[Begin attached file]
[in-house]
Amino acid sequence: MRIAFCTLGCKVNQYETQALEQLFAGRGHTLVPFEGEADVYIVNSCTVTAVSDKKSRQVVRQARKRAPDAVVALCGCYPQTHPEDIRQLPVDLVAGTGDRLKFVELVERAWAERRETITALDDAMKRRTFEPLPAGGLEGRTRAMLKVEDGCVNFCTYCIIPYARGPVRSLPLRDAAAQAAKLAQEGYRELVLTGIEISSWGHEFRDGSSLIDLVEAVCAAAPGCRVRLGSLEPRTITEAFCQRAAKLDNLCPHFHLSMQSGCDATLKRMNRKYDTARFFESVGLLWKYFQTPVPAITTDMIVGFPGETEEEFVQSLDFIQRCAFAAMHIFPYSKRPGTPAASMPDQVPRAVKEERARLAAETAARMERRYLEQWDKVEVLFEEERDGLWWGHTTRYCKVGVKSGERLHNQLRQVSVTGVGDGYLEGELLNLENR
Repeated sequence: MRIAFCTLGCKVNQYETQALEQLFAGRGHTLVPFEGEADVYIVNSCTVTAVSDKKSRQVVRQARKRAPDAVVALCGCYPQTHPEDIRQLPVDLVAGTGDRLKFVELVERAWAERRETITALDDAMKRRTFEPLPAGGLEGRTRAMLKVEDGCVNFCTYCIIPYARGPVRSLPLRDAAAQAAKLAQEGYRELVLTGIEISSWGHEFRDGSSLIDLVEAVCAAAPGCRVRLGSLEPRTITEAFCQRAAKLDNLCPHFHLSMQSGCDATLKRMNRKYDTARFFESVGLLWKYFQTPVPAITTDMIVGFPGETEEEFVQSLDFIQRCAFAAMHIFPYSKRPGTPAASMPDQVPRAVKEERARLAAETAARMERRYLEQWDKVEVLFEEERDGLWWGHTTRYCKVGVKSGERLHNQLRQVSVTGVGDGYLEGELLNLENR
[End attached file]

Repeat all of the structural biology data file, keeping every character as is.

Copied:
[in-house]
Amino acid sequence: MRIAFCTLGCKVNQYETQALEQLFAGRGHTLVPFEGEADVYIVNSCTVTAVSDKKSRQVVRQARKRAPDAVVALCGCYPQTHPEDIRQLPVDLVAGTGDRLKFVELVERAWAERRETITALDDAMKRRTFEPLPAGGLEGRTRAMLKVEDGCVNFCTYCIIPYARGPVRSLPLRDAAAQAAKLAQEGYRELVLTGIEISSWGHEFRDGSSLIDLVEAVCAAAPGCRVRLGSLEPRTITEAFCQRAAKLDNLCPHFHLSMQSGCDATLKRMNRKYDTARFFESVGLLWKYFQTPVPAITTDMIVGFPGETEEEFVQSLDFIQRCAFAAMHIFPYSKRPGTPAASMPDQVPRAVKEERARLAAETAARMERRYLEQWDKVEVLFEEERDGLWWGHTTRYCKVGVKSGERLHNQLRQVSVTGVGDGYLEGELLNLENR
Repeated sequence: MRIAFCTLGCKVNQYETQALEQLFAGRGHTLVPFEGEADVYIVNSCTVTAVSDKKSRQVVRQARKRAPDAVVALCGCYPQTHPEDIRQLPVDLVAGTGDRLKFVELVERAWAERRETITALDDAMKRRTFEPLPAGGLEGRTRAMLKVEDGCVNFCTYCIIPYARGPVRSLPLRDAAAQAAKLAQEGYRELVLTGIEISSWGHEFRDGSSLIDLVEAVCAAAPGCRVRLGSLEPRTITEAFCQRAAKLDNLCPHFHLSMQSGCDATLKRMNRKYDTARFFESVGLLWKYFQTPVPAITTDMIVGFPGETEEEFVQSLDFIQRCAFAAMHIFPYSKRPGTPAASMPDQVPRAVKEERARLAAETAARMERRYLEQWDKVEVLFEEERDGLWWGHTTRYCKVGVKSGERLHNQLRQVSVTGVGDGYLEGELLNLENR